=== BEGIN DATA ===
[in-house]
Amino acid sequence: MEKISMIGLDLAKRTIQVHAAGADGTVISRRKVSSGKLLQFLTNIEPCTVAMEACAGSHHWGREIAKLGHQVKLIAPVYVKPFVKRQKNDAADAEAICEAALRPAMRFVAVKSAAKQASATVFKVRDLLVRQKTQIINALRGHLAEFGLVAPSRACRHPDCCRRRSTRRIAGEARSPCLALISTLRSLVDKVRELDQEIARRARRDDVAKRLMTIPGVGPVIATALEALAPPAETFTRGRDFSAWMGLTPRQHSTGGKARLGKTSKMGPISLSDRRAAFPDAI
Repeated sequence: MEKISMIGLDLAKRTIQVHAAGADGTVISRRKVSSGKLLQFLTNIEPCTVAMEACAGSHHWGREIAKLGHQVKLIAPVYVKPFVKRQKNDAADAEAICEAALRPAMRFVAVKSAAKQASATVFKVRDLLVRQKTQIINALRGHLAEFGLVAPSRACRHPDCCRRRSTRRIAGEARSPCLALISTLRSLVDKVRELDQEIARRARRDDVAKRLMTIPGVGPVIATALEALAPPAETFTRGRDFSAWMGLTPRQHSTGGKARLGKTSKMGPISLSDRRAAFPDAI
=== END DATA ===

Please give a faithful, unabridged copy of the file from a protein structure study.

[in-house]
Amino acid sequence: MEKISMIGLDLAKRTIQVHAAGADGTVISRRKVSSGKLLQFLTNIEPCTVAMEACAGSHHWGREIAKLGHQVKLIAPVYVKPFVKRQKNDAADAEAICEAALRPAMRFVAVKSAAKQASATVFKVRDLLVRQKTQIINALRGHLAEFGLVAPSRACRHPDCCRRRSTRRIAGEARSPCLALISTLRSLVDKVRELDQEIARRARRDDVAKRLMTIPGVGPVIATALEALAPPAETFTRGRDFSAWMGLTPRQHSTGGKARLGKTSKMGPISLSDRRAAFPDAI
Repeated sequence: MEKISMIGLDLAKRTIQVHAAGADGTVISRRKVSSGKLLQFLTNIEPCTVAMEACAGSHHWGREIAKLGHQVKLIAPVYVKPFVKRQKNDAADAEAICEAALRPAMRFVAVKSAAKQASATVFKVRDLLVRQKTQIINALRGHLAEFGLVAPSRACRHPDCCRRRSTRRIAGEARSPCLALISTLRSLVDKVRELDQEIARRARRDDVAKRLMTIPGVGPVIATALEALAPPAETFTRGRDFSAWMGLTPRQHSTGGKARLGKTSKMGPISLSDRRAAFPDAI